I am not an native English speaker so the paragraph below is really hard for me to understand.

From https://www.apache.org/licenses/LICENSE-2.0:

If You institute patent litigation against any entity (including a cross-claim or counterclaim in a lawsuit) alleging that the Work or a Contribution incorporated within the Work constitutes direct or contributory patent infringement, then any patent licenses granted to You under this License for that Work shall terminate as of the date such litigation is filed.

Does it mean that if I find a code repository A with Apache2 license and find out that some of code infringe my patents (which means using them without my authorization), and I want to sue the code contributors (e.g. ask them to delete that part of code from A), then I can't use the code A anymore (including building anything based on A)?

2 Answers 2


Your understanding is close to correct. The rights retracted are limited to patent rights, not rights to use/modify/distribute the software in general.

When an author licenses their work under the Apache 2 license, they offer copyright rights to modify and distribute the software, but also offer rights to any patents they hold that are involved in processes the software performs.

In plain terms, the licensor is saying,

If you're a patent holder and you sue me (or anyone) for infinging your patent in this Apache-licensed software, then you automatically lose the right to use any of my patents granted in this Apache 2 license grant

Practically, that means you couldn't distribute the software (since you'd run afoul of the author's patents that are no longer licensed to you) unless you modified the software to no longer perform processes covered by those patents.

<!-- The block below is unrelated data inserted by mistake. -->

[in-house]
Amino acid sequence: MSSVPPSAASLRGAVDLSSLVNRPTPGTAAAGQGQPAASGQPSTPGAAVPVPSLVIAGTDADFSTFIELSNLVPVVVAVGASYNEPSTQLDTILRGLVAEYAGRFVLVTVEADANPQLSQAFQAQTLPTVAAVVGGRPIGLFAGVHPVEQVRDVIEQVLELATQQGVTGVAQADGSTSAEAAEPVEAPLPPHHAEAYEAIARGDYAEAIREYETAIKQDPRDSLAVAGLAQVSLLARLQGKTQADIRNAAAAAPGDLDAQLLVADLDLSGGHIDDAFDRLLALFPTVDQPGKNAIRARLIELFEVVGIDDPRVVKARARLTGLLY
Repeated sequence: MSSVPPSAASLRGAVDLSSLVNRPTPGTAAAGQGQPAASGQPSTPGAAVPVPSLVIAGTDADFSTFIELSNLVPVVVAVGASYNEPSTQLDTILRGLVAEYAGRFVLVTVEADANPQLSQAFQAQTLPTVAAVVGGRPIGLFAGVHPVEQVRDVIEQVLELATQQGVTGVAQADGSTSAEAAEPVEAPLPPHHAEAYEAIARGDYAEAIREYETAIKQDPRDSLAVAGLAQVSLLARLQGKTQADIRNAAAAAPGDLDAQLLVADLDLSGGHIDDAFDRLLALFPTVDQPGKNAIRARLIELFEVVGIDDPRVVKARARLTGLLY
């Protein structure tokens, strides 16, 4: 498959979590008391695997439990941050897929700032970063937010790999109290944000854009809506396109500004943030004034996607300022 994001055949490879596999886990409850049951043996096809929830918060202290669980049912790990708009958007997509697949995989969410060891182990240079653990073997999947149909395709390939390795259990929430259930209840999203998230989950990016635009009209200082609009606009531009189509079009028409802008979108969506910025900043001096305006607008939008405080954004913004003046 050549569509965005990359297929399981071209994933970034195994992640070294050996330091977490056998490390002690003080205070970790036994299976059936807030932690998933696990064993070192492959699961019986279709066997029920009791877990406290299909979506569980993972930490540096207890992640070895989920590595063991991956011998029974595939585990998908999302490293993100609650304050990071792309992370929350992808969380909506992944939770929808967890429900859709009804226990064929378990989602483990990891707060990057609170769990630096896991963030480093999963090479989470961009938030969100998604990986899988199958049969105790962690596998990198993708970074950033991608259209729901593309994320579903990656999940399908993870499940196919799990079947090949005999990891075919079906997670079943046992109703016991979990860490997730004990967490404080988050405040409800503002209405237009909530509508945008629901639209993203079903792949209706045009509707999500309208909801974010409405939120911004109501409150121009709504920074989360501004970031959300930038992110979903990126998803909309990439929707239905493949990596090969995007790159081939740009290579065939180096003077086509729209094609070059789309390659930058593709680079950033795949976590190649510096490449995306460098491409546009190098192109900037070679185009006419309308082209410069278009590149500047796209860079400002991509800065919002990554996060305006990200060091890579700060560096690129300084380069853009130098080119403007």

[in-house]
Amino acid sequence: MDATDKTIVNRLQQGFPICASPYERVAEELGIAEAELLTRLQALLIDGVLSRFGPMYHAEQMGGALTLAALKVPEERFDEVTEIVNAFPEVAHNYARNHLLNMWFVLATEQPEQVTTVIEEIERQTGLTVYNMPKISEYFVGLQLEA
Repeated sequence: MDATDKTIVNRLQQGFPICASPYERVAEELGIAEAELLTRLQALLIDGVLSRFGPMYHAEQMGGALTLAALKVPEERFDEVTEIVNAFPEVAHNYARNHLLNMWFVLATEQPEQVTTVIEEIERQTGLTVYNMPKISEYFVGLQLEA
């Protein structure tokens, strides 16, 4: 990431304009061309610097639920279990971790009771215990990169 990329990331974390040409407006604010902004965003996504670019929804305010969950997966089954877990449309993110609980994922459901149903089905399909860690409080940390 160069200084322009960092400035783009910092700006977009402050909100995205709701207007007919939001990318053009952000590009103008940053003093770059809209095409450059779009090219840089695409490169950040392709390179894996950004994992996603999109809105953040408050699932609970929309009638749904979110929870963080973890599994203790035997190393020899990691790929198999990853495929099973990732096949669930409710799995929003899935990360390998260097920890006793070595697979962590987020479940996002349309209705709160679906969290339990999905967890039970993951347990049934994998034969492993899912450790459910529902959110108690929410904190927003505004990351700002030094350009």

With respect to apsillers, I don't agree with his/her answer as it originally appeared. There are licences where the licence itself terminates on infringement, such as GPLv3 (see s8), but the Apache licence doesn't appear to be one such.

Apache2 s3, which is what you quote above, refers to the grant of patents that accompanies the licence, and deals with the termination of that. Specifically, when someone makes software S available under Apache2 they are covenanting a licence to any of their patents that S might infringe upon, though this licence only covers the context of the software. In other words, A agrees not to give you software S under Apache2 that embodies their patent P, then turn around and sue you for infringing P when you use S.

The clause you quote says that if you decide that S infringes your patent P2 and you decide to sue A for distributing software that embodies P2, your licence to use P (not S) terminates ("then any patent licenses granted to You ... shall terminate").

This will also mean that you can no longer lawfully use S, which looks like a termination of the whole licence. But it's subtly different: if you were to modify S so that it no longer embodies P, you still have the right to use that modified version (say, S2). You may also distribute that version, though if you were to do so under Apache2 you would be convenanting not to sue people who used S2 for violating P2 (assuming S2 embodied P2). If the original licence had terminated in its entirety, you would no longer have the right either to modify S or to distribute S2.

  • 1
    Oh shoot, I messed up -- the retracted licenses are clearly limited to patent licenses, not any copyright license. Not sure how I missed that.
    – apsillers
    May 6, 2018 at 3:07
  • @apsillers not to worry! Now you've modified your answer, do you think I should delete mine, or what?
    – MadHatter
    May 6, 2018 at 6:06
  • Not at all! For one, mentioning the GPL as a license that does revoke copyright rights is good information, and for another, your more in-depth treatment of parties and patents involved differentiates your answer from mine.
    – apsillers
    May 6, 2018 at 11:54
  • So be it, I'll let mine stand. I've slightly modified it to make it clearer what I'm objecting to!
    – MadHatter
    May 6, 2018 at 11:58

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